Yet another special treat: I had the opportunity to put some questions to the author of Hug Everyone You Know, Antoinette Truglio Martin.
First, here’s the book:
Blurb: During 2017’s National Breast Cancer Awareness Month, She Writes Press published Antoinette Truglio Martin’s touching memoir, Hug Everyone You Know: A Year of Community, Courage, and Cancer. It is a 2017 USA Best Book Awards Finalist in Non-Fiction: Narrative and a 2018 Next Generation Indie Book Finalist: Non-Fiction Women’s Issues.
In 2007, Martin believed her call back doctor appointment was routine, maybe a scare, nothing worse. Her shock at receiving a Stage I breast cancer diagnosis was instantly compounded by her own deep fears. As a self-described wimp—afraid of needles and uncomfortable with sedation—how was she going to get through this?
Antoinette started her fight against cancer with words. She began by journaling and by writing emails to Her Everyone—the large close-knit family and circle of beloved friends wanting to offer their support, especially those who were fighting breast cancer alongside her. The emails not only helped to keep Her Everyone informed, they gave cancer less of a presence in Antoinette’s life, since she wasn’t repeatedly updating people or saying the word “cancer” over and over. The practice of writing calmed her and also gave her space to focus on living: on the house that wasn’t selling, an exciting new job, daughters in college, and summer beach plans. She signed every email with the reminder to “hug everyone you know.”
Those emails and journal entries are at the heart of this memoir, which gives the book an immediacy and raw power.
Hug Everyone You Know is a memoir about how Antoinette found the courage to navigate her first year of breast cancer treatment. It’s the story of how a community—colleagues, family, friends—rallied to support her. The book is moving, brave, informative, and occasionally funny—and it speaks to us all.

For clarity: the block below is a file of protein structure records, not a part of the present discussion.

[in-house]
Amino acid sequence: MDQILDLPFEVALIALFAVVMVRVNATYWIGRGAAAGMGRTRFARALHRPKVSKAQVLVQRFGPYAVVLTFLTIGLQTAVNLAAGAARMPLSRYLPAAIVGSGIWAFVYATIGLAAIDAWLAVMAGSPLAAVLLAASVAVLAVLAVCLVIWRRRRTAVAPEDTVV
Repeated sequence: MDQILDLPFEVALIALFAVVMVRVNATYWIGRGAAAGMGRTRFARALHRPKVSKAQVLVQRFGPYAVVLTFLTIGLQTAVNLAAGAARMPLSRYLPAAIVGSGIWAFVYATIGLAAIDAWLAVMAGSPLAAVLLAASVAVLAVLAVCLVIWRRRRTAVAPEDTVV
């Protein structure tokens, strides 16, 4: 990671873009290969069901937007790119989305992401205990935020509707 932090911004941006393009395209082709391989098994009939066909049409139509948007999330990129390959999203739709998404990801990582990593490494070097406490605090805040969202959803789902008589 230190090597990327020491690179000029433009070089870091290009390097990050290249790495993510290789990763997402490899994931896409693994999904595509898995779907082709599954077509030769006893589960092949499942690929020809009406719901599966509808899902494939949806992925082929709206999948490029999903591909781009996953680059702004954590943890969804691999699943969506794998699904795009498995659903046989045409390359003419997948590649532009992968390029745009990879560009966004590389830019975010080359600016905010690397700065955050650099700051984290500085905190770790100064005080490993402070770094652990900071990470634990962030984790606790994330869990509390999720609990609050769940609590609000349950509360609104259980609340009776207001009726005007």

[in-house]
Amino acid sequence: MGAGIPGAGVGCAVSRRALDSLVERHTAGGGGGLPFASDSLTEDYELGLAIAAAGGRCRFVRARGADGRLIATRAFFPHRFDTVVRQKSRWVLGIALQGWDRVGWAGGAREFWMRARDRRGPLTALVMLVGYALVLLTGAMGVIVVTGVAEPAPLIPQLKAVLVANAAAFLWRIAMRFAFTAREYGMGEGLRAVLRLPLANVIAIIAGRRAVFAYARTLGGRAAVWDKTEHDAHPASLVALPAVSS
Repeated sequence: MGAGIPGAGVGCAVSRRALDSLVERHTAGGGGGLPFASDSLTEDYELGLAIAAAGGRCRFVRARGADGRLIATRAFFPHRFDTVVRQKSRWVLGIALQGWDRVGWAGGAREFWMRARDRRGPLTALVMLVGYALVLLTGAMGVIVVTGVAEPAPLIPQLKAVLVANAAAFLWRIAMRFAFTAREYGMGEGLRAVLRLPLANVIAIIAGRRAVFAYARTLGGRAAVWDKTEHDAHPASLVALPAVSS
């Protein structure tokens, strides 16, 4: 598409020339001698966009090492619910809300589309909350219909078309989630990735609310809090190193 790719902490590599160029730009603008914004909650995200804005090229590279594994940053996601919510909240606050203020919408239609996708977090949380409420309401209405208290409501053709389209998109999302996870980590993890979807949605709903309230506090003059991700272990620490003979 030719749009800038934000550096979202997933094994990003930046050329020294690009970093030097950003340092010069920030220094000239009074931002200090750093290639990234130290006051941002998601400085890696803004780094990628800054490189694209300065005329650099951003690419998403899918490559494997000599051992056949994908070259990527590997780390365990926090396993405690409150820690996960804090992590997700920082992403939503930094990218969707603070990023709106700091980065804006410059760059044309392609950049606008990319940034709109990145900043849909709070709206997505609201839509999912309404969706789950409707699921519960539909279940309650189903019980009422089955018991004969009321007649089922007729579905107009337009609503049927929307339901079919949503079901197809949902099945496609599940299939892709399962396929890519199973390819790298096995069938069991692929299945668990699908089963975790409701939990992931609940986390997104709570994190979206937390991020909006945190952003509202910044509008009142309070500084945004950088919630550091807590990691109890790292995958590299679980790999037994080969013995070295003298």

This sounds like an inspiring and very personal story. Let’s find out a bit more about the author…!
As a writer:
Do you have any writing quirks / odd writing habits?
Well, hmm, Okay, I’ll admit it. I need to hand write my manuscript before typing into a word processing program. It is time consuming, but I find that the words come through fluently if I add the kinesthetic-motor activity. Doodling in the margins also helps.
What do you like to do when you’re not writing?
I work full time as a special education teacher and speech therapist (retiring in a few weeks, though), take care of home, hearth, and husband, visit grandchildren (two in faraway South Carolina), sail, beach bum, swim, collect stories from family and friends, and cook.
What do you most love and/or hate to write?
I love that I am so articulate when writing. In real time, my wit and words do not flow well. Writing allows me to rehearse the words and cadence.
Do you read your book reviews? How do you deal with bad or good ones?
I celebrate the good ones, tag the site, and personally thank the reviewer. I have not gotten a bad review. Yeah!
As a reader:
What genre is your favourite book (other than your own)?
I enjoy historical fiction. Lately, I have been reading books set in the early 20th century. I am fascinated by my family’s immigrant tales and how my parents grew up in Brooklyn, New York. My mother’s side of the family had incredible stories. They may have been tough people to like, but they were terrific storytellers.
With regards to THIS book:
Hug Everyone You Know is a very personal memoir about your battle with cancer, with the support of your loved ones. What was it that drew you to begin writing about this journey and to share it with us all?